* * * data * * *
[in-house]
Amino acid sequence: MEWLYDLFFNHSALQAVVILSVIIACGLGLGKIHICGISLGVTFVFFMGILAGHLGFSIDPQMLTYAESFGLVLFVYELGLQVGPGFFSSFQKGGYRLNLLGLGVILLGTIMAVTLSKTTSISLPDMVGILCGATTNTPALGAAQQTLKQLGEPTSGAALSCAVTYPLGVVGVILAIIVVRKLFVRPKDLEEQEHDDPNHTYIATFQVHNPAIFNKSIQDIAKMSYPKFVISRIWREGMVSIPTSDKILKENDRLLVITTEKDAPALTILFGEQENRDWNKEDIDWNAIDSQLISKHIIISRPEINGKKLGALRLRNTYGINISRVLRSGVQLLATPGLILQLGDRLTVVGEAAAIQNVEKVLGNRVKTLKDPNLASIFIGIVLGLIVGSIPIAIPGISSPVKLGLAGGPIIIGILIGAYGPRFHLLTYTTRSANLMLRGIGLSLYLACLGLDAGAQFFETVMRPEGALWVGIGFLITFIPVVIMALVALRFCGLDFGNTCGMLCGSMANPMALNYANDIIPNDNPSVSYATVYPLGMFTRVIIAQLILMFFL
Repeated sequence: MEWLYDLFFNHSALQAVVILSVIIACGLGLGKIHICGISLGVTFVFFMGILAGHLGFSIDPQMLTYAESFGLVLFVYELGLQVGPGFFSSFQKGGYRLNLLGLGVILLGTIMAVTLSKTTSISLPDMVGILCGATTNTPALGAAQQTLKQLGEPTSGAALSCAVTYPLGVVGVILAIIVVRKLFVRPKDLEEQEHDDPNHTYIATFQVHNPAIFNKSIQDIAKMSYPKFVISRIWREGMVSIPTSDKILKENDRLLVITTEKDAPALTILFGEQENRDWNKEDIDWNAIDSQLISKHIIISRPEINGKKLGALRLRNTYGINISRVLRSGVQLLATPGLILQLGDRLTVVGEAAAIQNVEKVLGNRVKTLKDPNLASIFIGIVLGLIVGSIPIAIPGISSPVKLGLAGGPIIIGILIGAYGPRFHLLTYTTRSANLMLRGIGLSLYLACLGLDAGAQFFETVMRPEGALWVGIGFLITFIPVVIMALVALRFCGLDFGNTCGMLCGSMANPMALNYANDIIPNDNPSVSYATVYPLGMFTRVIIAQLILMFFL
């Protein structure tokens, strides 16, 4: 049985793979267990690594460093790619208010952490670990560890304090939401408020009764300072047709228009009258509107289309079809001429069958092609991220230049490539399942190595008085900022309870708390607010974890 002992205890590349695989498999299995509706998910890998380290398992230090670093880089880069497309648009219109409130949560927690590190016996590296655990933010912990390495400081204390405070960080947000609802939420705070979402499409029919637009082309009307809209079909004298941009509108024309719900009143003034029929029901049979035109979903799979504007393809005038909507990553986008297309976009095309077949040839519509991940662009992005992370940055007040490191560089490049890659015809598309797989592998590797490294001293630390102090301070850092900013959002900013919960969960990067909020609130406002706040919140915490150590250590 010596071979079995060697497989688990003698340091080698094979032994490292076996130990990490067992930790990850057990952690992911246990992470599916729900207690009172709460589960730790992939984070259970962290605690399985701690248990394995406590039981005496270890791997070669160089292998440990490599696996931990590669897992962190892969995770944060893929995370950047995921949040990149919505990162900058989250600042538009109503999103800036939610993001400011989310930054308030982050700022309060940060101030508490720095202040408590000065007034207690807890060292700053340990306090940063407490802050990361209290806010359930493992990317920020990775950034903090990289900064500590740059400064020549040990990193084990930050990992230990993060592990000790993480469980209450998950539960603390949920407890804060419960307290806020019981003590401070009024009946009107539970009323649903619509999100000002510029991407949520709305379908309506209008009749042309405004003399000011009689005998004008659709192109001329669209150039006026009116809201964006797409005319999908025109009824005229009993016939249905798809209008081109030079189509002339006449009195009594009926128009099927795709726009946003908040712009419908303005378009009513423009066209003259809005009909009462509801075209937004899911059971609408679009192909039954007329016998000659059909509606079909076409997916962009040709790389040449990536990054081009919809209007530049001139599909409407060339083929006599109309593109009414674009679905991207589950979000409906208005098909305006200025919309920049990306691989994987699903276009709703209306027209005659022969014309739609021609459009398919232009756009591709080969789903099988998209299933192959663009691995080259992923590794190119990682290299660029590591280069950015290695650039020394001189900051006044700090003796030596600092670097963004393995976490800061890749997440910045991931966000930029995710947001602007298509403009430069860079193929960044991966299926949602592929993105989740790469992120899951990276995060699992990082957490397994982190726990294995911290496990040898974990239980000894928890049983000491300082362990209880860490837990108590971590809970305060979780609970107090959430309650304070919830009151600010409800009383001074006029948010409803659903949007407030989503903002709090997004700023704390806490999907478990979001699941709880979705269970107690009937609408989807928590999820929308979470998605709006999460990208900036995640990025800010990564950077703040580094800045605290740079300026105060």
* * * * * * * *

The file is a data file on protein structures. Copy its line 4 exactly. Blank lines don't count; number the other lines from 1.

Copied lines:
């Protein structure tokens, strides 16, 4: 049985793979267990690594460093790619208010952490670990560890304090939401408020009764300072047709228009009258509107289309079809001429069958092609991220230049490539399942190595008085900022309870708390607010974890 002992205890590349695989498999299995509706998910890998380290398992230090670093880089880069497309648009219109409130949560927690590190016996590296655990933010912990390495400081204390405070960080947000609802939420705070979402499409029919637009082309009307809209079909004298941009509108024309719900009143003034029929029901049979035109979903799979504007393809005038909507990553986008297309976009095309077949040839519509991940662009992005992370940055007040490191560089490049890659015809598309797989592998590797490294001293630390102090301070850092900013959002900013919960969960990067909020609130406002706040919140915490150590250590 010596071979079995060697497989688990003698340091080698094979032994490292076996130990990490067992930790990850057990952690992911246990992470599916729900207690009172709460589960730790992939984070259970962290605690399985701690248990394995406590039981005496270890791997070669160089292998440990490599696996931990590669897992962190892969995770944060893929995370950047995921949040990149919505990162900058989250600042538009109503999103800036939610993001400011989310930054308030982050700022309060940060101030508490720095202040408590000065007034207690807890060292700053340990306090940063407490802050990361209290806010359930493992990317920020990775950034903090990289900064500590740059400064020549040990990193084990930050990992230990993060592990000790993480469980209450998950539960603390949920407890804060419960307290806020019981003590401070009024009946009107539970009323649903619509999100000002510029991407949520709305379908309506209008009749042309405004003399000011009689005998004008659709192109001329669209150039006026009116809201964006797409005319999908025109009824005229009993016939249905798809209008081109030079189509002339006449009195009594009926128009099927795709726009946003908040712009419908303005378009009513423009066209003259809005009909009462509801075209937004899911059971609408679009192909039954007329016998000659059909509606079909076409997916962009040709790389040449990536990054081009919809209007530049001139599909409407060339083929006599109309593109009414674009679905991207589950979000409906208005098909305006200025919309920049990306691989994987699903276009709703209306027209005659022969014309739609021609459009398919232009756009591709080969789903099988998209299933192959663009691995080259992923590794190119990682290299660029590591280069950015290695650039020394001189900051006044700090003796030596600092670097963004393995976490800061890749997440910045991931966000930029995710947001602007298509403009430069860079193929960044991966299926949602592929993105989740790469992120899951990276995060699992990082957490397994982190726990294995911290496990040898974990239980000894928890049983000491300082362990209880860490837990108590971590809970305060979780609970107090959430309650304070919830009151600010409800009383001074006029948010409803659903949007407030989503903002709090997004700023704390806490999907478990979001699941709880979705269970107690009937609408989807928590999820929308979470998605709006999460990208900036995640990025800010990564950077703040580094800045605290740079300026105060």